When you’re out running errands or grabbing coffee, have you ever accidentally made eye contact with a stranger for a couple seconds? Yeah, that’s always a little awkward. Have you ever tried maintaining eye contact with a stranger for ten minutes? Yeah, I didn’t think so. Well, according to recent research, if you lock eyes with a stranger for ten minutes, things get a little. . . um, freaky.

In a study recently published in Psychiatry Research, researcher Giovanni B. Caputo of the University of Urbino in Italy divided up 20 participants into pairs. They sat across from each other in a dimly lit room (which Caputo said “allowed detailed perception of the fine face traits but attenuated colour perception”), and stared directly into each other’s eyes. Another 20 participants were asked to sit under all the same conditions, except the subject of their gaze was a blank wall — this served as a control group. Both groups were told that the study involved a “meditative experience with eyes open.”

After all that staring, participants were asked to fill out surveys about their experience. . . and here’s where things get weird. The pairs who stared into each other’s eyes said their experience was unlike anything they’ve ever experienced, reporting more intense colors, sounds getting too loud or too quiet, and time slowing down immensely. Their partner’s face started to morph and alter: 90% said their partner’s face looked deformed, while 75% said the face started to morph into a monster. (UMMMM.) And if that’s not strange enough, about 50% said they started to see their own face instead of their partner’s by the end, while 15% said they saw the face of a loved one.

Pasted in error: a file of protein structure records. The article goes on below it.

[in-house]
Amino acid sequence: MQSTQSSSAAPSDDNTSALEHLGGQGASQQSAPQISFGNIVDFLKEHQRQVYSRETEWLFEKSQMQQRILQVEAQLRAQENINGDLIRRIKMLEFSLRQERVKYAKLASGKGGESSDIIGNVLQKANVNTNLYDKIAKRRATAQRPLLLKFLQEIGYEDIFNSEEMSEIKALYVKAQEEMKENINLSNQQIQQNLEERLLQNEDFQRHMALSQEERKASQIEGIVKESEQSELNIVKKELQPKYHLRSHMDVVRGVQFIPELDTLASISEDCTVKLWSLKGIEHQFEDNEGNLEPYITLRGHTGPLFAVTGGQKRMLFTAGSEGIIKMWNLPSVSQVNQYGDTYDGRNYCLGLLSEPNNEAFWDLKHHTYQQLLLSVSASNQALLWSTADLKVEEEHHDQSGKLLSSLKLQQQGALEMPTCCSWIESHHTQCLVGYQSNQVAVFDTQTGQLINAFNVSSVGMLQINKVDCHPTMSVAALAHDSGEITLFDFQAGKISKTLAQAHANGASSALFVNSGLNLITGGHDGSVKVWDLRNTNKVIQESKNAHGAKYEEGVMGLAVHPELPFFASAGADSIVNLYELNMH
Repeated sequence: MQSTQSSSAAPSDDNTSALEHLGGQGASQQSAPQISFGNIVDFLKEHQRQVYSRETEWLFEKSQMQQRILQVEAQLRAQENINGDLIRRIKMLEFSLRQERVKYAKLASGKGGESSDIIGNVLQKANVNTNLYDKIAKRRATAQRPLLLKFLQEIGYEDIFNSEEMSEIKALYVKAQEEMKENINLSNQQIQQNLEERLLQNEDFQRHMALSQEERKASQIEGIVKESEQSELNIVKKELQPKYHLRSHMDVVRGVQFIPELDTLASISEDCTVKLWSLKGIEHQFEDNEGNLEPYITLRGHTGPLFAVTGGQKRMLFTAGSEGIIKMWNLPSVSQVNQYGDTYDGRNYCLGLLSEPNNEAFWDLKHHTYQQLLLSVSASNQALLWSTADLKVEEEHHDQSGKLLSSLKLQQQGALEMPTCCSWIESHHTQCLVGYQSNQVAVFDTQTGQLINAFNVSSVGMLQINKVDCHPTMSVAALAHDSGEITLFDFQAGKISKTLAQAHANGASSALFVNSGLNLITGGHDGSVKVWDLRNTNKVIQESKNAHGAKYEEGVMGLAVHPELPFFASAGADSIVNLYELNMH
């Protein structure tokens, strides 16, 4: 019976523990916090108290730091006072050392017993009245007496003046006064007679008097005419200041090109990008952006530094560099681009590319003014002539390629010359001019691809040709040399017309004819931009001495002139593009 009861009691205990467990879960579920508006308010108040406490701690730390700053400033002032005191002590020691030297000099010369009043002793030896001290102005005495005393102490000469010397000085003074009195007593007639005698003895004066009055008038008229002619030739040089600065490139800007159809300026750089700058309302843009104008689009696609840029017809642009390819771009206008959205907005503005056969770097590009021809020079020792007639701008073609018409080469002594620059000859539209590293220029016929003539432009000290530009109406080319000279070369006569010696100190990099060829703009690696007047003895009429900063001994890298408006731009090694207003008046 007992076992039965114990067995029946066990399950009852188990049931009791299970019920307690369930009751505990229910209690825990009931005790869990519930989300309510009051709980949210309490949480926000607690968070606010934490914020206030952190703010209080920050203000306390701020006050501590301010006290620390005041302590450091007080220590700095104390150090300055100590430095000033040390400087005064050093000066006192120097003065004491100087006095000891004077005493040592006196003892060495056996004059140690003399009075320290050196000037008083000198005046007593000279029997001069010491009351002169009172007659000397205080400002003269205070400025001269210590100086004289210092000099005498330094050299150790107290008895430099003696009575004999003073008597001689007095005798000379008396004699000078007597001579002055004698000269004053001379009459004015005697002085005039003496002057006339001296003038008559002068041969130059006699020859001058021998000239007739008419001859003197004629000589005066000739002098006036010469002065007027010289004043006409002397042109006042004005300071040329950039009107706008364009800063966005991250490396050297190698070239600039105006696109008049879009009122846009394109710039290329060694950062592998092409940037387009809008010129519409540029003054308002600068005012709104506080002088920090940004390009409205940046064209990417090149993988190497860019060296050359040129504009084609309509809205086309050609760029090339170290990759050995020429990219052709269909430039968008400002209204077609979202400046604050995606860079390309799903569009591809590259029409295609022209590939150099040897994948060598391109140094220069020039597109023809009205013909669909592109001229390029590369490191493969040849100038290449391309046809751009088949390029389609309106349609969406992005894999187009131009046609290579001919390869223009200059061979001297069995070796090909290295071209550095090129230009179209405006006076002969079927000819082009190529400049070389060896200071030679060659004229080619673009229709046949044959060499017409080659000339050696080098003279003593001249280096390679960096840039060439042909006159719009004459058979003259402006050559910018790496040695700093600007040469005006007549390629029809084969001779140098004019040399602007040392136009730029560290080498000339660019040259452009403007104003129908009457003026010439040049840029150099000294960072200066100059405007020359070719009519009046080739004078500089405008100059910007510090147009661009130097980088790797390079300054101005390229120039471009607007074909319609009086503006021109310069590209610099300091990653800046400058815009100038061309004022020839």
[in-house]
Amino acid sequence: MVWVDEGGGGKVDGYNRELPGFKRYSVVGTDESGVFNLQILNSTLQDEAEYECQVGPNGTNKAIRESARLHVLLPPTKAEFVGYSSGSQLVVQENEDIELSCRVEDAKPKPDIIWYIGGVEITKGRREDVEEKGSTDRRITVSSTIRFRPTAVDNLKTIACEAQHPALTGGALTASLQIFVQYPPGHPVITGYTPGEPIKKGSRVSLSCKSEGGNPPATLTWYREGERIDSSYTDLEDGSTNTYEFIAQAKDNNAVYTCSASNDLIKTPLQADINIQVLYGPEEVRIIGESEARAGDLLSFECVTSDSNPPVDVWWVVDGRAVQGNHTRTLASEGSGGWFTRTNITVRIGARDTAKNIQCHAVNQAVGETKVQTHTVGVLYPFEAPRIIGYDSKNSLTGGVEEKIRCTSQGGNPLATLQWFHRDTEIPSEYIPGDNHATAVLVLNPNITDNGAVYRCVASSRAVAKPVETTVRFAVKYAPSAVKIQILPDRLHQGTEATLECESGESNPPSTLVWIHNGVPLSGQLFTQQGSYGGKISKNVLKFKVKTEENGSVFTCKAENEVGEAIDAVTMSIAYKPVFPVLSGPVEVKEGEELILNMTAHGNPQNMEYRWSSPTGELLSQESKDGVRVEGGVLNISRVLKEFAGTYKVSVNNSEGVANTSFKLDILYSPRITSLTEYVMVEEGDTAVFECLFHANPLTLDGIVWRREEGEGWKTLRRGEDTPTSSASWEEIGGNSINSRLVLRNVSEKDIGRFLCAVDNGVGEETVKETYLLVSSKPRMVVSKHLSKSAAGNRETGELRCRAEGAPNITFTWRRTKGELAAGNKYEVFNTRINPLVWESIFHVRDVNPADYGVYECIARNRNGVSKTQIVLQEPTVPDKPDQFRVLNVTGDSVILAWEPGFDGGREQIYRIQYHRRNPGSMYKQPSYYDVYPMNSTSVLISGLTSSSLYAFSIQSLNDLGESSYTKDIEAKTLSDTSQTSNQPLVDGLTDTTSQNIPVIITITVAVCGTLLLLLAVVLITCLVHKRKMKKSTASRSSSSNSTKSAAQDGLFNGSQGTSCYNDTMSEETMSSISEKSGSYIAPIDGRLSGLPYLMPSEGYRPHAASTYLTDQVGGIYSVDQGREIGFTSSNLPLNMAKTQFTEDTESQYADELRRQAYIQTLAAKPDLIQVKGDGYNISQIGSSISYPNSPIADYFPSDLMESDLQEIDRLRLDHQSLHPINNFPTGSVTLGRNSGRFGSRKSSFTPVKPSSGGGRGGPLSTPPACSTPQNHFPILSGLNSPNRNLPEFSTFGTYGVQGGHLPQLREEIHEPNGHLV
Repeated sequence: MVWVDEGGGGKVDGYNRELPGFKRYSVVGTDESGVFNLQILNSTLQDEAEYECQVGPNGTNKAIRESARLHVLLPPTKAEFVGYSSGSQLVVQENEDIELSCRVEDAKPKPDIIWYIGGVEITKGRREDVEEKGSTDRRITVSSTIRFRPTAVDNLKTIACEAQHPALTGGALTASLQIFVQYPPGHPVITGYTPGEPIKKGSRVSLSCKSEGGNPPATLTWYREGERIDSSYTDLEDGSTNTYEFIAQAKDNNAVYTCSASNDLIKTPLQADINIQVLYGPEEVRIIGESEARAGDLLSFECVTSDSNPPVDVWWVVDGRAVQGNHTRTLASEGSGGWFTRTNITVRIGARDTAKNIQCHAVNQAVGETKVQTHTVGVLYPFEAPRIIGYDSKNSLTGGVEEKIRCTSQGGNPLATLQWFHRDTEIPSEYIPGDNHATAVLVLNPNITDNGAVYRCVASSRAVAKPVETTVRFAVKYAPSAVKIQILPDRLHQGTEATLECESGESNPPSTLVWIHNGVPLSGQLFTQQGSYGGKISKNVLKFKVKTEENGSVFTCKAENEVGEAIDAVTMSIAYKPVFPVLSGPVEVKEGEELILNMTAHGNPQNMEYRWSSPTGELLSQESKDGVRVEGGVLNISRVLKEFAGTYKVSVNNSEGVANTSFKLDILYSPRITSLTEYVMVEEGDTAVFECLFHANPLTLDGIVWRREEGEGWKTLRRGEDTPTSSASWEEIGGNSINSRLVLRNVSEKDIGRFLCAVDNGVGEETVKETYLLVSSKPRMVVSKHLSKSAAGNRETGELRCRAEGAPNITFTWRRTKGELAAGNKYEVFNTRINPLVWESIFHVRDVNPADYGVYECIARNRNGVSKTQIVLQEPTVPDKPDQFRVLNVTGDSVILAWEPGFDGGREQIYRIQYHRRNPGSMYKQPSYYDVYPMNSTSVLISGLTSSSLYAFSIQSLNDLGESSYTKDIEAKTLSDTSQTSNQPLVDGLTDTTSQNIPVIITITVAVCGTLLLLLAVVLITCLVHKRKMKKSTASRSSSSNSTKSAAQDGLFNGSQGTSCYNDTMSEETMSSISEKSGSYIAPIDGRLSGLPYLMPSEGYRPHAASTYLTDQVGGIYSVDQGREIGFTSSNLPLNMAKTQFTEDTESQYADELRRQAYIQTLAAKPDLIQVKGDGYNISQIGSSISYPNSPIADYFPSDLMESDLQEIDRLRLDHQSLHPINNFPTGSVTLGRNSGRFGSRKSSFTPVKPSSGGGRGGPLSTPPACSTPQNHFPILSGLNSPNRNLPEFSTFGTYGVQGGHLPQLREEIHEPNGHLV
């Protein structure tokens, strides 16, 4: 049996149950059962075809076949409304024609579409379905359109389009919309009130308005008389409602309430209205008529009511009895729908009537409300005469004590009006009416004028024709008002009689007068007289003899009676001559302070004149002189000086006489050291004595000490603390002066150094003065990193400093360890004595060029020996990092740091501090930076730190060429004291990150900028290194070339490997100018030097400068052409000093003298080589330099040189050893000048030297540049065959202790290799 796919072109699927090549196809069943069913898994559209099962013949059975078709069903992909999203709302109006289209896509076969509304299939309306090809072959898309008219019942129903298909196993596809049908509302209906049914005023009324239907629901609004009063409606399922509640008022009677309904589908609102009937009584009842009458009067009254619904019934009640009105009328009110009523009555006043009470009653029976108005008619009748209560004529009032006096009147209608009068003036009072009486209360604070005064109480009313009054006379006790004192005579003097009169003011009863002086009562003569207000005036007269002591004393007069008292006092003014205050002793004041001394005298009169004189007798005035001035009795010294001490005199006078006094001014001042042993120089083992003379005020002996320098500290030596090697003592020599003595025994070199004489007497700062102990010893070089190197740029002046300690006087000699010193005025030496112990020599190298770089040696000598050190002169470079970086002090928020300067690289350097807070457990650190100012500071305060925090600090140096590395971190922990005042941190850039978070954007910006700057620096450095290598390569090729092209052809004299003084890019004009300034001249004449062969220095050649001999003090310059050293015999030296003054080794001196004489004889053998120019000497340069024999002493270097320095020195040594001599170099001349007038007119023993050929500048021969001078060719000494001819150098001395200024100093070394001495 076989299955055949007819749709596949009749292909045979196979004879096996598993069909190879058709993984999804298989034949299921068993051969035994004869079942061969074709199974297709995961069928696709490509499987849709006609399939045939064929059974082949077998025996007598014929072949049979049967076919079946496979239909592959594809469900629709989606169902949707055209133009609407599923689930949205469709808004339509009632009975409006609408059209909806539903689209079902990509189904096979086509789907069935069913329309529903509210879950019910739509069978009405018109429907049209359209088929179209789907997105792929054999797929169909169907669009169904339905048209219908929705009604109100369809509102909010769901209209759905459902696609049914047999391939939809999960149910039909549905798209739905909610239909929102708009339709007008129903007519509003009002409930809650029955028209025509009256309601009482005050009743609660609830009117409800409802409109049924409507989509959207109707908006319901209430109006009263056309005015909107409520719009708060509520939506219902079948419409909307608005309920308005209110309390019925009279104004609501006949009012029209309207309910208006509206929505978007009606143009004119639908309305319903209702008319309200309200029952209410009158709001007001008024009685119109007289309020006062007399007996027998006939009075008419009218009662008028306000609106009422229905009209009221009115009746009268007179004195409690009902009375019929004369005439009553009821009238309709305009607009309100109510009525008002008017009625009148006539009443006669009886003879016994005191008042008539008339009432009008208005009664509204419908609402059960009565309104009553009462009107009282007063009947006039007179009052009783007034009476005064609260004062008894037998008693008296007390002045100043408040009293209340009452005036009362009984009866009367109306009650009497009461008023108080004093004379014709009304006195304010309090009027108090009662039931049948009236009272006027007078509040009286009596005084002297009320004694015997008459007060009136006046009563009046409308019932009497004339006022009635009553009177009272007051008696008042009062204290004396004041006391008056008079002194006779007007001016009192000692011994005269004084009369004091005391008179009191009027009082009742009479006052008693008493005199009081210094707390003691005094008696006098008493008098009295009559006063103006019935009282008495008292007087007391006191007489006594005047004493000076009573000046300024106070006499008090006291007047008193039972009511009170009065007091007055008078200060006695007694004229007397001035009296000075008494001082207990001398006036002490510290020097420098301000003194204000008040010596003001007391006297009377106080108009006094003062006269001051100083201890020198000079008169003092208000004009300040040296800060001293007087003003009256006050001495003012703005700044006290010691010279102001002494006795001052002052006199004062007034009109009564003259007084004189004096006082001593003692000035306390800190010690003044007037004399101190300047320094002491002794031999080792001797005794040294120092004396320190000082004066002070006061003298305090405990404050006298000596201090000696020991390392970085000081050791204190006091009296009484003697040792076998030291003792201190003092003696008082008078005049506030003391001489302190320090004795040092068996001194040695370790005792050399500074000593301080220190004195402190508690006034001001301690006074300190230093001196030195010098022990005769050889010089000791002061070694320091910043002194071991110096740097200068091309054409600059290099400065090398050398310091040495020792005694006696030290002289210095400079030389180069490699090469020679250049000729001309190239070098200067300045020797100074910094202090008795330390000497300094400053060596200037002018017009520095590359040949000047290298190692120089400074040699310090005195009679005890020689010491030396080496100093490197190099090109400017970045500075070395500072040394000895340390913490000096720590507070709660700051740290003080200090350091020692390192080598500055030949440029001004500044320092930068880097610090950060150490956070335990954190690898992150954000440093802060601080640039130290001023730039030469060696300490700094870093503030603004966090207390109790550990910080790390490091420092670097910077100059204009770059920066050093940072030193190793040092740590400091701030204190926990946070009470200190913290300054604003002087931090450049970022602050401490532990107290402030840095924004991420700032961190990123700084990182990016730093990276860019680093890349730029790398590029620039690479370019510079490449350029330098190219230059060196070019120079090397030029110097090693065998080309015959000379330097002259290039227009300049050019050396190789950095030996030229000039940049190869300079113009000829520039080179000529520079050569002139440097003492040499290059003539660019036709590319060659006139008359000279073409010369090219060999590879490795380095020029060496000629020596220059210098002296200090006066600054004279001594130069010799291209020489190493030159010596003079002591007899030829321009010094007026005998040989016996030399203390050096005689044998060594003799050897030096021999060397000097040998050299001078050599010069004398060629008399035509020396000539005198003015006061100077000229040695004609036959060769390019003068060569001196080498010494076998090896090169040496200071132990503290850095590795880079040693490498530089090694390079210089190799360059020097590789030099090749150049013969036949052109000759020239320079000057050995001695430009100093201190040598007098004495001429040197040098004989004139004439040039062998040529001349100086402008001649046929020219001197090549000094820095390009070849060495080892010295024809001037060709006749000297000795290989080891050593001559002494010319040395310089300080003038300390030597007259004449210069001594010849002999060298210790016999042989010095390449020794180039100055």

According to Caputo, these visions, which happen during what he calls “interpersonal gazing,” may occur as a result of “dissociation” — losing connection with reality. He hypothesizes that when people are given a single focal point to concentrate on for a certain period of time, the mind begins to zone out; and when it comes back, it takes a bit of time for everything to go back to the way we experience it most of the time. He believes that the facial hallucinations are a byproduct of returning to reality.

Another possibility was that the subjects who were asked to stare at a wall were not given a specific focal point on which to concentrate. Technically, as long as they were still staring at the wall, they could let their eyes flit back and forth how they pleased. However, staring at one particular point, even just a dot on the wall, can cause hallucinations and illusions, according to prior research.

But either way, out of research conducted thus far, this seems to have been one of the most dissociative results yet, BPS Digest points out. Caputo has done previous experiments, such as having his subjects stare at their own eyes in the mirror and found similar results. Who knows — maybe the human eye has something mystical about it that inspires hypnosis. Either way, this kind of sounds like something spooky to try with a friend around Halloween. . . as long as you’re not too afraid of monsters.

(Image via Marina Abramović: The Artist is Present.)